Working with Manuscripts in the Time of Covid-19
As a crucial first step of the Peripheral Manuscript Project, the project’s Principal Investigators (PIs) must make site visits to each partner institution. These visits have to happen before the included manuscripts can be transported from their home institutions to the Herman B. Wells Library at Indiana University, Bloomington, where the Digitization Team will capture images of each manuscript. These meetings offer the PIs the chance to become better acquainted with the special collections at each institution and to confirm that items fall within the scope of the project. Most importantly, site visits ensure that the material condition of each manuscript item is recorded so that it can be digitized using the most appropriate method for each individual item.
While these visits are a key early step in the project, they also pose significant logistical challenges, particularly due to COVID-19 travel restrictions. With twenty-two participating institutions located across eight states, the PIs must navigate not only the baseline logistics of assigning, scheduling, and completing site visits but also state travel and safety measures. The geographical spread of the project has meant that the PIs need to be sensitive to multiple state and municipal regulations as well as the health and access guidelines instituted by partner institutions. States may have implemented travel restrictions and quarantines, and host institutions may have staff working from home or visitor restrictions in place to ensure that social distance is possible during the visits. Meeting these logistical challenges requires careful coordination with the partner institutions and has required that, ultimately, the visits have had to be completed in stages.
Each visit follows specific procedures. Before the PIs arrive, our colleagues at partner institution have completed a detailed inventory form, noting all items that they hope to include in the project. Since more manuscript items have continued to be uncovered since the original grant was written, some items are being brought to the PIs’ attention for the first time. Confirming the information provided by partner institutions is the first step for each visit, and then PIs proceed to document any metadata that partners possess on the manuscript items that have been earmarked for inclusion in the project. Team members also record the basic measurements of each item, record the incipits, and, whenever possible, the titles of each work. Along with these textual elements, the PIs note other identifying aspects of the manuscripts, including musical notation, illuminations and other painting, and watermarks. These details help the digitizing team decide which technologies will be used in the digitizing process, and they also help the cataloguing team match the physical items to their digital records.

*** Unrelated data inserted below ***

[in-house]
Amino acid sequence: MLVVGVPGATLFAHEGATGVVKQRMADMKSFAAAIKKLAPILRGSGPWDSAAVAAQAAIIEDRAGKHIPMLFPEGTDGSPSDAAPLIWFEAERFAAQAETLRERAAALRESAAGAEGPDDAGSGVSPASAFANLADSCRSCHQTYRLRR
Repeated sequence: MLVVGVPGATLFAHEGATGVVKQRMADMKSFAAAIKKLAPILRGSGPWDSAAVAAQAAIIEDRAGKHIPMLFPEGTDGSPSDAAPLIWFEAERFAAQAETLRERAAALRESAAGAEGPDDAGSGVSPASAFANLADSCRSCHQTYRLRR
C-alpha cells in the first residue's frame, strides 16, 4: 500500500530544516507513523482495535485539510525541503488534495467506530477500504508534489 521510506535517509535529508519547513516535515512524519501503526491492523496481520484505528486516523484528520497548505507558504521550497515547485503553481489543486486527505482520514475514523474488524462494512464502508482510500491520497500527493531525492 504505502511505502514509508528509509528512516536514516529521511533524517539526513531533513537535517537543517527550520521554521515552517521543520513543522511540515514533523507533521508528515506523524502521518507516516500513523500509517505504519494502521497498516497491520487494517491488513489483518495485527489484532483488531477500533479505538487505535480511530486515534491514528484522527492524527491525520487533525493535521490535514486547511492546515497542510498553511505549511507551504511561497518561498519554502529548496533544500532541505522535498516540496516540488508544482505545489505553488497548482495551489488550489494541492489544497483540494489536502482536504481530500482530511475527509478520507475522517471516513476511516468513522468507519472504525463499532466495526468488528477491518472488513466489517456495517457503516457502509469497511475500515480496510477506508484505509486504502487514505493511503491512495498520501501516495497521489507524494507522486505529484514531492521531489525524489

These visits additionally allow the team to make more informed decisions about the transport of each item. The inventory forms submitted by partners include space to note condition issues for each manuscript. Some of these, such as discoloration or smudged ink, primarily impact readability, while others, such as fragile bindings or flaking pages, require special consideration both for scanning and transporting. All such issues are recorded so that these fragile items are each handled with the proper care throughout the digitization and description process.
Despite the geographical and public health challenges of organizing site visits, their importance to the project makes the necessary planning worthwhile. In fact, several visits have already been completed, and some extraordinary finds have been added to the project as a result. Check back soon as we begin to spotlight some of the wonderful manuscripts that will soon be ready for digitizing.
By Dov Honick, PhD Student, Medieval Institute, the University of Notre Dame